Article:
On the assumption that an organization is at risk of some sort of cyber attack -- and most are, despite many preventive measures -- cyber insurance can help organizations return to business by covering specific losses and liabilities. Among the potential losses are theft of information, payment of ransoms, loss of revenue, costs to recover lost data, costs to replace systems, restoration of employee identities, and a variety of lawsuits based on these and other events. Additional costs associated with forensic activities to determine the cause of the incident may need to be covered as well.
Cyber insurance is available from many insurance carriers. Prospective candidates for such policies must do a good deal of homework before even contacting a carrier. Research a cyber insurance buyer's guide if one is available. Recognize that first-party (directly affecting an organization or individual) and third-party (actions taken by business customers and others) coverage will probably be needed. Many different kinds are available, but consider coverage areas such as theft of data, theft of identity and data breaches to start. Business interruption insurance may be included as part of the cyber policy, although it may also be used for non-cyber incidents. Many other kinds of events can be covered; the key is to be sure that cyber insurance is indeed needed -- and for the right reasons.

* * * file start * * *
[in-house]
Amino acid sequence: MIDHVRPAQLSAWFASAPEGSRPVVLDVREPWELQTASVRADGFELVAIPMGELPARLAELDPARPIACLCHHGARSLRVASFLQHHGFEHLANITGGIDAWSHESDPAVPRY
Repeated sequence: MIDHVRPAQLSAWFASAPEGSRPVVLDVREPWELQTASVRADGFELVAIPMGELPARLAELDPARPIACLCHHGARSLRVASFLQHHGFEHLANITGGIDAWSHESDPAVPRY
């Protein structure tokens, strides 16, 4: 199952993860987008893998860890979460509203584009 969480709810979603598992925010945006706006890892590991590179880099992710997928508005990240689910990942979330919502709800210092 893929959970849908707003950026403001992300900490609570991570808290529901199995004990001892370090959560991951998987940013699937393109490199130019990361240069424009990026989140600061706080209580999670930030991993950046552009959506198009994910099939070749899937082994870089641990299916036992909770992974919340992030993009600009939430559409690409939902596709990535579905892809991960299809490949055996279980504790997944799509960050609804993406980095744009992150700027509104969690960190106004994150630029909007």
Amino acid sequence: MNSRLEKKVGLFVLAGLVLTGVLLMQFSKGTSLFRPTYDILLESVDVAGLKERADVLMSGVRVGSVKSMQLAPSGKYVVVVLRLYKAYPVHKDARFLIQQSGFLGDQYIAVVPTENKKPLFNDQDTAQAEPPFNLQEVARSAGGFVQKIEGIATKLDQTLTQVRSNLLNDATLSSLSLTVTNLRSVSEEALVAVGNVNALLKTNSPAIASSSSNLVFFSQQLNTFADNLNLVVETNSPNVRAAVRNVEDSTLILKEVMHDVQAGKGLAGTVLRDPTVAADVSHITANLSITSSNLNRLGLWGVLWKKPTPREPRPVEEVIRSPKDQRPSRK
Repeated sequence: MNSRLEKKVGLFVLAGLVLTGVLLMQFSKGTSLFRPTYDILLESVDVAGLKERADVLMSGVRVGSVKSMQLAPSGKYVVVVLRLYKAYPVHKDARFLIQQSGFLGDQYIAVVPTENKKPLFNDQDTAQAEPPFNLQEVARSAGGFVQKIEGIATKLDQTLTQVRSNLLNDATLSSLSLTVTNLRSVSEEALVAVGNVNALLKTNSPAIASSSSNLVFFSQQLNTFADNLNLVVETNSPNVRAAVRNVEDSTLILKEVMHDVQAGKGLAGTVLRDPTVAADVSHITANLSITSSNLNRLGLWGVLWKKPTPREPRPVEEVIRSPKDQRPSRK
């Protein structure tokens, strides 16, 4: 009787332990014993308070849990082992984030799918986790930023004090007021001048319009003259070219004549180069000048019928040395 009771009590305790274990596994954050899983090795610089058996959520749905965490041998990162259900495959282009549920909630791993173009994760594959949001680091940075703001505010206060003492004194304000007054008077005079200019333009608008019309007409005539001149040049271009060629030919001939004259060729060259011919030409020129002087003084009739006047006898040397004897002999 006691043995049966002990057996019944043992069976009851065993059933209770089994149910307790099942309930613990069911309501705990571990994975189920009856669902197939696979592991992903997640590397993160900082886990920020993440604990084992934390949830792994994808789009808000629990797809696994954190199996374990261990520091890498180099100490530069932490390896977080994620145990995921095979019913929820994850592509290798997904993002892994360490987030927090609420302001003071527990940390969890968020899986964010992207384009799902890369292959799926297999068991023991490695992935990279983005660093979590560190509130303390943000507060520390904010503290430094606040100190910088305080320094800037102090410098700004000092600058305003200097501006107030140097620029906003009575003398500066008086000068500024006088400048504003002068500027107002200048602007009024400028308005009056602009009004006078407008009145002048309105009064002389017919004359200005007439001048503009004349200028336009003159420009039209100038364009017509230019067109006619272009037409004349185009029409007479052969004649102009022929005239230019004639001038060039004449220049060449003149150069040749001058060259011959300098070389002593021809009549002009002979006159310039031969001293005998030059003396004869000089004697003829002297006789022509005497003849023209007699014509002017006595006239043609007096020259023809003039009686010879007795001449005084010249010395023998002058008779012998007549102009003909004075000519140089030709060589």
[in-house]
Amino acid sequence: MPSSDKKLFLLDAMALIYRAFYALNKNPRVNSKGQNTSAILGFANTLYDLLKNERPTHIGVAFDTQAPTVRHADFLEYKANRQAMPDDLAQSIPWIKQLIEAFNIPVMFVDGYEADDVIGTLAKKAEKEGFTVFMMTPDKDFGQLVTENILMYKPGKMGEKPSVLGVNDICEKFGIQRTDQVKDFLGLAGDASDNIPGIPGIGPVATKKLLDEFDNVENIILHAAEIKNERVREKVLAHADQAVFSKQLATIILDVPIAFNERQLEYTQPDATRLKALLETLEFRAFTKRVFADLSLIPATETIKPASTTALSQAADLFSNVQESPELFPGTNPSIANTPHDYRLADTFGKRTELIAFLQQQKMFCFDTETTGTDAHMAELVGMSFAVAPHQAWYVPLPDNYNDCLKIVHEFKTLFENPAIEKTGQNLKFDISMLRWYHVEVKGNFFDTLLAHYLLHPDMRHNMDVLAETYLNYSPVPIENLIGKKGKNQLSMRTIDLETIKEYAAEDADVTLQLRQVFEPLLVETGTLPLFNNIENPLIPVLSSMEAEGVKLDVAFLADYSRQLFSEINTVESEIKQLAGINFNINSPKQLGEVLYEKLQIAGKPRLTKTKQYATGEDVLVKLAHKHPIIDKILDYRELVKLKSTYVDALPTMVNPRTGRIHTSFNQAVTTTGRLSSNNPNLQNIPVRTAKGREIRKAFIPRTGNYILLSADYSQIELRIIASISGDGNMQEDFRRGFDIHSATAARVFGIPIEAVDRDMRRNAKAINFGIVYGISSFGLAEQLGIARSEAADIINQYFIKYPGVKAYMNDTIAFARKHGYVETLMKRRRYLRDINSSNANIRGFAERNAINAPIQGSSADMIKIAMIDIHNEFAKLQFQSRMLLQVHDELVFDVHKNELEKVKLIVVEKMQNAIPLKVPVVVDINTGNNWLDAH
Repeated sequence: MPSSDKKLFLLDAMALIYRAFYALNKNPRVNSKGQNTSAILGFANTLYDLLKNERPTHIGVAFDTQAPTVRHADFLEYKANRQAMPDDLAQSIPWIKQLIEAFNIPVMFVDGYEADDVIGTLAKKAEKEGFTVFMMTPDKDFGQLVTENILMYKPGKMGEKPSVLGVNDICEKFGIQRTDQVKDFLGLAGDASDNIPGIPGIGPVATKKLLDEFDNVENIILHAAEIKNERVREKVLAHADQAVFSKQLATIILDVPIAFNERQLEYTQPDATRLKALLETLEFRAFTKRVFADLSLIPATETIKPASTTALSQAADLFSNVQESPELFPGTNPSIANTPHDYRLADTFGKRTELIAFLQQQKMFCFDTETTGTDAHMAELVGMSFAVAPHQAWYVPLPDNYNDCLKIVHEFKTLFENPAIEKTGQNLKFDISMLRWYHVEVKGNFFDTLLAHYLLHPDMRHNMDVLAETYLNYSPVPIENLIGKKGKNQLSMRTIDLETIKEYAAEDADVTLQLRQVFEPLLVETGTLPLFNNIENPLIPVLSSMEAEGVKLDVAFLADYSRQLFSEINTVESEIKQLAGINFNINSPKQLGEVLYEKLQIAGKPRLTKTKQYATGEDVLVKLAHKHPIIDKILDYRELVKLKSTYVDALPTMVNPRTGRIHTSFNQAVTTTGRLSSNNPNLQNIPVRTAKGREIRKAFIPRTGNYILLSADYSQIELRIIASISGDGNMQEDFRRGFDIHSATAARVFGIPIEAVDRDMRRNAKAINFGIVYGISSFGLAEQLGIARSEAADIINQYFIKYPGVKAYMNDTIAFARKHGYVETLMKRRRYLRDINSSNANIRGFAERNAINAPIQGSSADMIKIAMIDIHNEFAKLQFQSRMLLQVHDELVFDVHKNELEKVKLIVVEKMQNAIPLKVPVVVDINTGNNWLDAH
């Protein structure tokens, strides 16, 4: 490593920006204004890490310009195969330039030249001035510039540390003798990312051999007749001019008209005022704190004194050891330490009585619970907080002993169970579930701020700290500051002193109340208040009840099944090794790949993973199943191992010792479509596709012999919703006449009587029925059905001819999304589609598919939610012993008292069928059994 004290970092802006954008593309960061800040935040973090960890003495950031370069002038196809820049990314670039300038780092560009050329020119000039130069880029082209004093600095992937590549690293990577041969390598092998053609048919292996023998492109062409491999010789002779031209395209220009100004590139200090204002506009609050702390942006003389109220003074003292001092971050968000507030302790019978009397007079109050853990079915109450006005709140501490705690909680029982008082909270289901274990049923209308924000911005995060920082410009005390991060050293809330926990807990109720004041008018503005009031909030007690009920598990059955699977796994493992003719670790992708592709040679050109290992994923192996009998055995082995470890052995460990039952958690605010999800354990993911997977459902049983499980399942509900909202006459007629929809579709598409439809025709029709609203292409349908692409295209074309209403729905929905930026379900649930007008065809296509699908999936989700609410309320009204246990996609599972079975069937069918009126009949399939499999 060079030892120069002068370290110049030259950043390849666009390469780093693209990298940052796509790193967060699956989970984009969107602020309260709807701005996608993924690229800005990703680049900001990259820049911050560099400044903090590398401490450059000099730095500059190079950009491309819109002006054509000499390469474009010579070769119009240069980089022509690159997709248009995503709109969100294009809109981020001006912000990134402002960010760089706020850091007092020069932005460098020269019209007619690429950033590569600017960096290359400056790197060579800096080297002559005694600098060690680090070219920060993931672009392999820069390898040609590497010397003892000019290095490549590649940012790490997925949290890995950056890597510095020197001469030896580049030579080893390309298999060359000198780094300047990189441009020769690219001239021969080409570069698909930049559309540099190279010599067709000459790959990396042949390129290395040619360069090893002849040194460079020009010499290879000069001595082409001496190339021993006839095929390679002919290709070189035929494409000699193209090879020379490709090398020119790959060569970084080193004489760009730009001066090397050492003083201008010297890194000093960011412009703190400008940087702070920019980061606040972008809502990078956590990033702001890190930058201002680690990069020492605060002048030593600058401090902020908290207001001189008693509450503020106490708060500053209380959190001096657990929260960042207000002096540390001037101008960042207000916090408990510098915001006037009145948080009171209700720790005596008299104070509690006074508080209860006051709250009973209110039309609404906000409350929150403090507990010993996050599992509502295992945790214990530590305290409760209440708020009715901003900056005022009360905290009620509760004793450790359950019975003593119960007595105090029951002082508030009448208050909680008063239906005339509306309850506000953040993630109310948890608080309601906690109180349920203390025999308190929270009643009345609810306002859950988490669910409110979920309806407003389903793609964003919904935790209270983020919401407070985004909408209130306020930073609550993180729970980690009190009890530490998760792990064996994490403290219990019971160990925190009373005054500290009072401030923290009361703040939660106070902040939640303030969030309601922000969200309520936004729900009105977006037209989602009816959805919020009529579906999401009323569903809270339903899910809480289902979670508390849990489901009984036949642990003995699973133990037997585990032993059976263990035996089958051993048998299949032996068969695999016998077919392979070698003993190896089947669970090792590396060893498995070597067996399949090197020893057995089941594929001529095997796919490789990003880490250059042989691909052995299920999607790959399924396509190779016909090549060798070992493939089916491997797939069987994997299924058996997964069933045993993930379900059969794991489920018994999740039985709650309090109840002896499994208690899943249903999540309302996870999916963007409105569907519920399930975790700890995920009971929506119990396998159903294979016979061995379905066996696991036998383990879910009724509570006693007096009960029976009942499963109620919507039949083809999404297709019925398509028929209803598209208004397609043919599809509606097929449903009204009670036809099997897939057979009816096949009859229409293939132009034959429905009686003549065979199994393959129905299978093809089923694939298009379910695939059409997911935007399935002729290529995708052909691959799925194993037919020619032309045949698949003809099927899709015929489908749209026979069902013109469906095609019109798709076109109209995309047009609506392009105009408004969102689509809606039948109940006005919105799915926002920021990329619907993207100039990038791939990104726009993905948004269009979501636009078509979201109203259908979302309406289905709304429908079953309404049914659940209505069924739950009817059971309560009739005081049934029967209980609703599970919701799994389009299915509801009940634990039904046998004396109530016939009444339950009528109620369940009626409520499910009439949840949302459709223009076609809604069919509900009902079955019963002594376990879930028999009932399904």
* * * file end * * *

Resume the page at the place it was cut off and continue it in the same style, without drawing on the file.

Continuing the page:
Cyber insurance, risk mitigation -- the two should be seen as complements in your organization's overall cybersecurity policy. Be aware that cyber insurance may be coordinated elsewhere in the IT department or perhaps in a corporate insurance department. Regardless of how the insurance is implemented, it makes great sense in today's world of aggressive cyberbreaches.